Klibur Domin provides In-Patient Care, TB and MDR-TB treatment, and Community Based Rehabilitation for persons with Disabilities.
Klibur Domin is located at Tibar, in the District of Liquica, 17 km from the capital of Dili.
On the 16th October 2017, I flew from Brisbane to Timor-Leste, arriving at Dili Airport via Darwin. The purpose of my travel was to undertake the role of volunteer at Klibur Domin.
On arrival at Dili airport, Fabiola, the Manager of Klibur Domin, welcomed me. That first day Fabiola and other staff answered my many questions about potential work, the sense of place, culture and expectations for a volunteer. I had become both extremely nervous and excited at the same time. I absorbed everything like a sponge. During the next couple of weeks, I was able to meet all the staff and residents. The staff were extremely respectful and it seems that it has become natural for them to engage with volunteers in every aspect.
During my tenure, I was encouraged to learn Tetum, one of the official languages of Timor-Leste. I found learning Tetum challenging but I was able to develop an understanding of simple words and phrases. The staff and I found ways to work around the language barrier and it was fortunate that many of the staff could speak English.
On Sunday morning, the Respite Centre holds a church service. It was here that I was able to engage with many of the long-term residents of Klibur Domin. One long-term resident, Fatima, who was 92 years of age, would shake my hand as she often walked past our volunteer’s house. I was impressed with how well Fatima was cared for by staff. She was able to wander the compound freely, it was clear she was relaxed, home and peaceful. I thought this was wonderful for Fatima at her age.
After introduction and consultation with the Director, Joaquim, and Fabiola, my roles and responsibilities were established. My role would be to deliver a beginners English class to staff, deliver sewing /crocheting classes, support the administrative staff and support Fabiola and Carmen who had many responsibilities at Klibur Domin.
Other important events included:
• a Rotary meeting with Joaquim at the Timor Plaza;
• assist with the design of a crocodile-warning poster in order to advise the community of the danger. Give some security suggestions as I have been in both the military and security work;
• visit by Minister of Health, Timor-Leste, and protocol staff;
• All Souls Day.
• a Graduation Ceremony of four (very proud) Klibur Domin students.
I was fortunate to work with a woman called Marta, also a volunteer but originating from the United States. We were able to bounce ideas back and forward. Marta was delightful. She reminded me not to worry so much about not having all the tools for preparing a lesson. “Just be creative, otherwise we miss out on the things that are important”. Marta taught me a lot. Mostly, to work within the perimeters of what you already have. Be creative and innovative.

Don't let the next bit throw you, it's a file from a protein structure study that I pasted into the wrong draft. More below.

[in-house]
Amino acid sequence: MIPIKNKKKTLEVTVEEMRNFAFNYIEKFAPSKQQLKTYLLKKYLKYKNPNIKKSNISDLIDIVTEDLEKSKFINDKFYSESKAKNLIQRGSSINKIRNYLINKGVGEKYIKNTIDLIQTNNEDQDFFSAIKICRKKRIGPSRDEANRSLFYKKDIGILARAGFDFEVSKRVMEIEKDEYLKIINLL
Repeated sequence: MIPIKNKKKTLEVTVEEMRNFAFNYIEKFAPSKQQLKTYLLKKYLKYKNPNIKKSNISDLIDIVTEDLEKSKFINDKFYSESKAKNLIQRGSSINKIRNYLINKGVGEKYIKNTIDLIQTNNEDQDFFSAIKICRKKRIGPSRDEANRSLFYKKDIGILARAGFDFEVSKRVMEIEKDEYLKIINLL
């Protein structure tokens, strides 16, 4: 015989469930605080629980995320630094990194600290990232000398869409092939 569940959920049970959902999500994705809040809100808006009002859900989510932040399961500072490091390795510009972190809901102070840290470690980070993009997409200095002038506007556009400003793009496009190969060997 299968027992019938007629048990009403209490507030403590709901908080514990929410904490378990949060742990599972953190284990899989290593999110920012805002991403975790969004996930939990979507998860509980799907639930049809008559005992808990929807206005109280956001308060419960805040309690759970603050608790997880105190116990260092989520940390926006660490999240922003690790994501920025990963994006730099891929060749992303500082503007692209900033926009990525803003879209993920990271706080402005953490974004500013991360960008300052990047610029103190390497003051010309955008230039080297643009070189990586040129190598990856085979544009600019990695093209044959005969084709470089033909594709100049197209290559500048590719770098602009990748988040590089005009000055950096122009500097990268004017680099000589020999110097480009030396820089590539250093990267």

I have taken this thought back home with me and it truly is the best souvenir. We all have something to give. We all have different skills to impart.
Another of my best memories was on a Saturday morning; I was catching a mikrolet to Dili. A young boy asked me if I would speak English with him. He said he was hoping to go to University. I sat with the boy for the afternoon and he was very eager to learn. As I left, I looked back at him and he was practising. He was so determined and it was so easy for me to give him my time.
My biggest frustration was not knowing enough Tetum. Next time I will take the time to learn more before I depart, in order to assist with lessons and show a greater level of respect to the people of Timor-Leste.
I am now looking at undertaking the TEFL (Teaching English Foreign Language) course to pursue further opportunities. I hope to visit Klibur Domin again in the future. We all have skills to impart but for the most part, we do not realise the potential.
It’s so easy to become homesick when we are away from friends and family. I found it much easier to focus on what I could achieve, that is not to say that at some stages I didn’t feel challenged and frustrated. But you soon get over it. This is where you learn a lot about yourself and make new friendships.
Every day is a different day so you brush yourself off and start afresh. When you are taken out of your element and when you are put into a less comfortable place it enables us to grow and learn a new way. It’s so easy for us to become fixed individuals. Going to any Developing Country puts things into perspective.
I departed on 18th December 2017 with sadness, I would recommend to anyone to do volunteer work.
In closing I wish to thank Ryder-Cheshire for giving me this opportunity, and I wish to thank all the staff and residents at Klibur Domin for their kindness, hospitality and support.